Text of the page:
blog-4

Inspired by the Ancients

February 24, 2016 , In: Culture, Inspiration
0
I have always felt drawn to old things be it fossils, antiquities or antiques but Roman things in particular just seem to have some kind of spell over me. Ever since a trip to a Roman Museum in Primary school where I was completely in awe of everything. 

 

Djenne Beads, Roman Glass and Ancient Inspired Earrings
So you can only imagine my delight (which goes against all my hermit instincts) when my other half suggested that we spend a week in Rome! 
We did some of the many tourist attractions of course….
 
Trevi Fountain, Colosseum & The Pantheon
The Trevi Fountain, The Colosseum and Imperial Fora, The Pantheon, The Vatican Museum, The Sistine Chapel, St Peter’s Basilica and many more but by far my favorite was Ostia Antica!!!
Before Our trip I had not even heard of it, but a few guide books later and it sounded intriguing….
 
“OSTIA ANTICA
Some 2,000 years ago, ancient Rome’s lively international port city was right on the beach and at the mouth of the Tiber (ostium means “river mouth”). In the ensuing millennia the sea has retreated several kilometers and the river has changed course dramatically. Ostia was founded in the 4th century BC, first as a simple fort, but as Rome grew, the town became ever more important, as the distribution point for imports from around the Mediterranean. 
Grain was the most vital commodity, to feed Rome’s one million inhabitants, and so huge storage bins (horrea) were built here. Goods were sent up to Rome on river barges. 
Ostia’s heyday ended in the 4th century AD, and it died completely as an inhabited area about 1,000 years ago.” 
DK Top 10 Rome
 
I had also read that it was not as busy as Pompeii and you could walk in and around the ruins (and let the children run free), but I was not expecting what I found!!!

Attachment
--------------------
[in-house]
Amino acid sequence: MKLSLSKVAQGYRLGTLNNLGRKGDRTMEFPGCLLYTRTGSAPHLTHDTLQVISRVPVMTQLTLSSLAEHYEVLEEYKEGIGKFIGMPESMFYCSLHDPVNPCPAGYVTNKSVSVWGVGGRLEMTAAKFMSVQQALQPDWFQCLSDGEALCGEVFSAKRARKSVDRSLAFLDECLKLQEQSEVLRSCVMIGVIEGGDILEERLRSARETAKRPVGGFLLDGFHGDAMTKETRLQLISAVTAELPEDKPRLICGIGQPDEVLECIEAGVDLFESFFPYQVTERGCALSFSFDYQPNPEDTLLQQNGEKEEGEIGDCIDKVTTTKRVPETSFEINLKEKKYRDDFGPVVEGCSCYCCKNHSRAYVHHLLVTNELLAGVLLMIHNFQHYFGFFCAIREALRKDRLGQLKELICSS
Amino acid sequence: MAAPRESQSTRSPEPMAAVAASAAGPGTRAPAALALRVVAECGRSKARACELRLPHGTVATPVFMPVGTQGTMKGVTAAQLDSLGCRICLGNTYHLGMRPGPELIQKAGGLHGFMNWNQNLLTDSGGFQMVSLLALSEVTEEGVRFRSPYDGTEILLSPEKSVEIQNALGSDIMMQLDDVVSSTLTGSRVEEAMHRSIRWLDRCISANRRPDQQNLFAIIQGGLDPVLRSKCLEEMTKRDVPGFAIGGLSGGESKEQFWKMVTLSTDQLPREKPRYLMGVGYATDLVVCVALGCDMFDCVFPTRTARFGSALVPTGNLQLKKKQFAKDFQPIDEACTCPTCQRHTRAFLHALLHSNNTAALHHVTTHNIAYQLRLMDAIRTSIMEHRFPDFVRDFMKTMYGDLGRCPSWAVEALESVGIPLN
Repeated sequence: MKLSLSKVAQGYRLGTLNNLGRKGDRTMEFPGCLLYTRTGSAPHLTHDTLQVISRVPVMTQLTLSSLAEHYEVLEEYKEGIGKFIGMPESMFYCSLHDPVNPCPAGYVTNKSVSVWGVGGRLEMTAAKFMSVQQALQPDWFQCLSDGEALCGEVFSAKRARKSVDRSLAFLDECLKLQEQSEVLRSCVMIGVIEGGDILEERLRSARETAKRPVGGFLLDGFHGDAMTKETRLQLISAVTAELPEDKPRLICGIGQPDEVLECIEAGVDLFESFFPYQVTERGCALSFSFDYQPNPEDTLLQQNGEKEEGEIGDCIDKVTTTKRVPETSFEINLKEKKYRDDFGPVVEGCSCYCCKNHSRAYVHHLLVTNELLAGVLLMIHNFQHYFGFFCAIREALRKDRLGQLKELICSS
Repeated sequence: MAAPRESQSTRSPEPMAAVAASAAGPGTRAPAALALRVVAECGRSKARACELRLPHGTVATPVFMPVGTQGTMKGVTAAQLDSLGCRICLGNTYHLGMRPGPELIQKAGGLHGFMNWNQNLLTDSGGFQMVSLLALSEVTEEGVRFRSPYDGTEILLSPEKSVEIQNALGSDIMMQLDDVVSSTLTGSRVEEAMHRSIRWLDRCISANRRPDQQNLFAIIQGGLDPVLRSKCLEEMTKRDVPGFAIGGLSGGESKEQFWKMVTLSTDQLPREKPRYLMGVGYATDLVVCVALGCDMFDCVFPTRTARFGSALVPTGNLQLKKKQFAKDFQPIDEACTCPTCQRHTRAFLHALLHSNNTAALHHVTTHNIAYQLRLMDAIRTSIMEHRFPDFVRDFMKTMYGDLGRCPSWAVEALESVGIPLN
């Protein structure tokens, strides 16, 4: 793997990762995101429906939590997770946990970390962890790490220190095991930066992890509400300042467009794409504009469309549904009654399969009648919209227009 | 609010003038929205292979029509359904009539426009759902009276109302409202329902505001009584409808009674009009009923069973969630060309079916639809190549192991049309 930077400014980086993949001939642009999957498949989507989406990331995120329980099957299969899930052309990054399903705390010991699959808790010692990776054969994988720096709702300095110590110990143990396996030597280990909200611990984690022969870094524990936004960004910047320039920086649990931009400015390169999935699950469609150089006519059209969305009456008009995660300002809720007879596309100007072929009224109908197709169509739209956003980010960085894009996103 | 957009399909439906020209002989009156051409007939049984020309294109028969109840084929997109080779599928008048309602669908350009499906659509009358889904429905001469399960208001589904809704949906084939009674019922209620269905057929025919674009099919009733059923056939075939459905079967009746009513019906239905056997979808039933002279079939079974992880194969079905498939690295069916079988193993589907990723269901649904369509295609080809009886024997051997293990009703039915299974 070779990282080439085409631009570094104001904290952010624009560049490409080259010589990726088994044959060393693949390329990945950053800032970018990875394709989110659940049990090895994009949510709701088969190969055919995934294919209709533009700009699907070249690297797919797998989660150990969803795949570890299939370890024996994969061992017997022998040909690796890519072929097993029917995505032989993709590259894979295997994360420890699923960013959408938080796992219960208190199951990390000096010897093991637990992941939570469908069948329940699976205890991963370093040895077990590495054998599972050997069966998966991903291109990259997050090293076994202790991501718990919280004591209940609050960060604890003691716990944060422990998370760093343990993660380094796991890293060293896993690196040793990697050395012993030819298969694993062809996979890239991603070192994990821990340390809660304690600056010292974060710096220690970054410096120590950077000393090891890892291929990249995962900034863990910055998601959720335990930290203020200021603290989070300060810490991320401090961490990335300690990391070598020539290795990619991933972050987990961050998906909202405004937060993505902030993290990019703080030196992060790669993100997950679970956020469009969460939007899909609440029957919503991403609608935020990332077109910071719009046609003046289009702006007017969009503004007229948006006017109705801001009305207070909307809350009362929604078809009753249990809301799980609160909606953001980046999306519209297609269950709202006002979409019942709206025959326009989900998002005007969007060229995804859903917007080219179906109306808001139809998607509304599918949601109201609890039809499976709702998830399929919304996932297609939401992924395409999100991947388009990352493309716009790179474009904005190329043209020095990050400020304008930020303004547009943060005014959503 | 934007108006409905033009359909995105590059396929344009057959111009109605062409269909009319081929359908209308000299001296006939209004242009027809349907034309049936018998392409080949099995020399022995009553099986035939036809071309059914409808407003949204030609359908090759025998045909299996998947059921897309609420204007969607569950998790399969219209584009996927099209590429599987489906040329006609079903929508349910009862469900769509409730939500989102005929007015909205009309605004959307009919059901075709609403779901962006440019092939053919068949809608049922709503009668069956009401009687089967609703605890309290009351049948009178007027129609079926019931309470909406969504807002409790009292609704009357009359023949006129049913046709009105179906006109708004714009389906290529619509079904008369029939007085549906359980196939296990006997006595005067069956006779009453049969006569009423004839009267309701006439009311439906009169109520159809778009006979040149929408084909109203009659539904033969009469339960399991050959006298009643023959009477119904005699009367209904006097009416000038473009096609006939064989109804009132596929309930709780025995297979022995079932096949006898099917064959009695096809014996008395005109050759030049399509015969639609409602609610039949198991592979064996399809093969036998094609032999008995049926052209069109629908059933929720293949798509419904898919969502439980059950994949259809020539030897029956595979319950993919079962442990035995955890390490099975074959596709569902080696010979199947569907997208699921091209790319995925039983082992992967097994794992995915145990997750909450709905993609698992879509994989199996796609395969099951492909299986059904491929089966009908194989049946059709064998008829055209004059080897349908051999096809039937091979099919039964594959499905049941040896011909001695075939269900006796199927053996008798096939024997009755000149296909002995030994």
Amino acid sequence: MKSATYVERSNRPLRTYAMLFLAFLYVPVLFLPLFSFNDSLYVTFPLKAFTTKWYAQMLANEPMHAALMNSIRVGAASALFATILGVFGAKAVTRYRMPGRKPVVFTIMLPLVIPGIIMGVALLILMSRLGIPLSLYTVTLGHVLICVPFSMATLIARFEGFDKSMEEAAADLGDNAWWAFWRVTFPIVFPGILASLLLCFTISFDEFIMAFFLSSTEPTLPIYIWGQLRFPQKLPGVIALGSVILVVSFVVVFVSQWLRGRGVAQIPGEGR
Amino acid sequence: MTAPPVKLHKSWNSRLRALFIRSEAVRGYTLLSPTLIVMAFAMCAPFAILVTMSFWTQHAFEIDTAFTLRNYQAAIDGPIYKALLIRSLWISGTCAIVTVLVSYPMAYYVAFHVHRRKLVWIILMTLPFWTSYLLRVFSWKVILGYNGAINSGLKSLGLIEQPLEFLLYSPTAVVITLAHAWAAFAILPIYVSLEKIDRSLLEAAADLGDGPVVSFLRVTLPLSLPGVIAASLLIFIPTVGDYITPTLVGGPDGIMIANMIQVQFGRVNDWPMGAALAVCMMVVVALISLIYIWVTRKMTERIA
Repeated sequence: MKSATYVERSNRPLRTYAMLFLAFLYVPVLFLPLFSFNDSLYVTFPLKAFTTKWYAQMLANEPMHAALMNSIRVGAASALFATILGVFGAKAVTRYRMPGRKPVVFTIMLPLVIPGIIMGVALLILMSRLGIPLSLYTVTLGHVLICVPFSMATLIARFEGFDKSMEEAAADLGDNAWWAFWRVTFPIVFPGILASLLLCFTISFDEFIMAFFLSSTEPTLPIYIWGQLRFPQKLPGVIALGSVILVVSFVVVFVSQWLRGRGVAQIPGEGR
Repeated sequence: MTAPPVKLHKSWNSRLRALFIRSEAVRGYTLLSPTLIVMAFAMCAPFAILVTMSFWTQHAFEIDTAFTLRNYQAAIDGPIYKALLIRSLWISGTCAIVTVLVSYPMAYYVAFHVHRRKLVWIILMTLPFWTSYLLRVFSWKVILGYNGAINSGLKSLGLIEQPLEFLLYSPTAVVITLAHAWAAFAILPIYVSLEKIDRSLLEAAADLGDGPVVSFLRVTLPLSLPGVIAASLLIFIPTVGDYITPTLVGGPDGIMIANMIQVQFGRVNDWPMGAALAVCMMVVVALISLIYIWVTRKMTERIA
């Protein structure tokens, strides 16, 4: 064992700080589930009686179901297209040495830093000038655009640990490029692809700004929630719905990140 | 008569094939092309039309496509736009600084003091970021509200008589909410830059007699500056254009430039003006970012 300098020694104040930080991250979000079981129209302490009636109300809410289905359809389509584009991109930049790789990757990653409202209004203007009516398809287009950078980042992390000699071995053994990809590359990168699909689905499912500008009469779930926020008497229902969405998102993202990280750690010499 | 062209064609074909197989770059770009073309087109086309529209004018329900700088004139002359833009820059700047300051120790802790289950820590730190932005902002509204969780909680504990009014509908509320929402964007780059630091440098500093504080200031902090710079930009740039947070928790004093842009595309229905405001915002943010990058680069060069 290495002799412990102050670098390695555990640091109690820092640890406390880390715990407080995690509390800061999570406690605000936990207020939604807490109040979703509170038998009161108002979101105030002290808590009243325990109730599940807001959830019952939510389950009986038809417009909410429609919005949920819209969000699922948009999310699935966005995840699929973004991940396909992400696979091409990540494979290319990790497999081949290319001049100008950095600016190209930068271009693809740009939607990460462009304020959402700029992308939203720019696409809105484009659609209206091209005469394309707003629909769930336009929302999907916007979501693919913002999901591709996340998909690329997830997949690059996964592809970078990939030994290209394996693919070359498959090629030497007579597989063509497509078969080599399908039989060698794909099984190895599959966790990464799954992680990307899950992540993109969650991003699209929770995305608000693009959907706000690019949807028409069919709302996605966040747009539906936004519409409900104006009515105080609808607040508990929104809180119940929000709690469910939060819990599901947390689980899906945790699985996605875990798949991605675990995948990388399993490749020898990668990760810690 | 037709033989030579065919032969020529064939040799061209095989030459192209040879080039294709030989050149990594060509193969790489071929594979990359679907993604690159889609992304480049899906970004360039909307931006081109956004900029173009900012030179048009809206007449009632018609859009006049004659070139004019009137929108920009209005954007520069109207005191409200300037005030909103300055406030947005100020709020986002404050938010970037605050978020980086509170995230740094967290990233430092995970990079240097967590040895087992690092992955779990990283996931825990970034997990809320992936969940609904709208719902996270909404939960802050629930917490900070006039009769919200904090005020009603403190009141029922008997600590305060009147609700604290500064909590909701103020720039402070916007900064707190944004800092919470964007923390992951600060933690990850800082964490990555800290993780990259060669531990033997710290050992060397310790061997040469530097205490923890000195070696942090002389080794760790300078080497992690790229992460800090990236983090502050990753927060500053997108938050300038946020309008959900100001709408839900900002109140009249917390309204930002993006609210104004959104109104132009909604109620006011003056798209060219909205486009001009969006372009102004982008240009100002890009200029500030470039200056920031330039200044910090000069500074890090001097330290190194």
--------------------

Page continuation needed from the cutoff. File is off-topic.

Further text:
The View Three Floors Up
The sheer size of of Ostia is some what amazing, I was expecting a small fishing village not a HUGE City with buildings standing three stories high, a theater, many bath houses, temples, a christian basilica and a synagogue.
 

There was just so much so see, even with a whole day we did not manage to get around everything, at some points it felt like we were walking through a maze, there were rooms (including internal gardens), windows and doors everywhere.

Here is an aerial photo I found online to give you a better idea of how incredibly big Ostia really is….

Photo by Paolo Fusco

And it is still being excavated, we saw some work being carried out as we were wandering around and I read online that they believe there is still a large amount that has not yet been unearthed.

There are stairs cases leading down into tunnels and up into amazing views, and little hidden places to poke around in every direction and so many beautiful and inspiring things to see and wonder about.

Stairs and Tunnels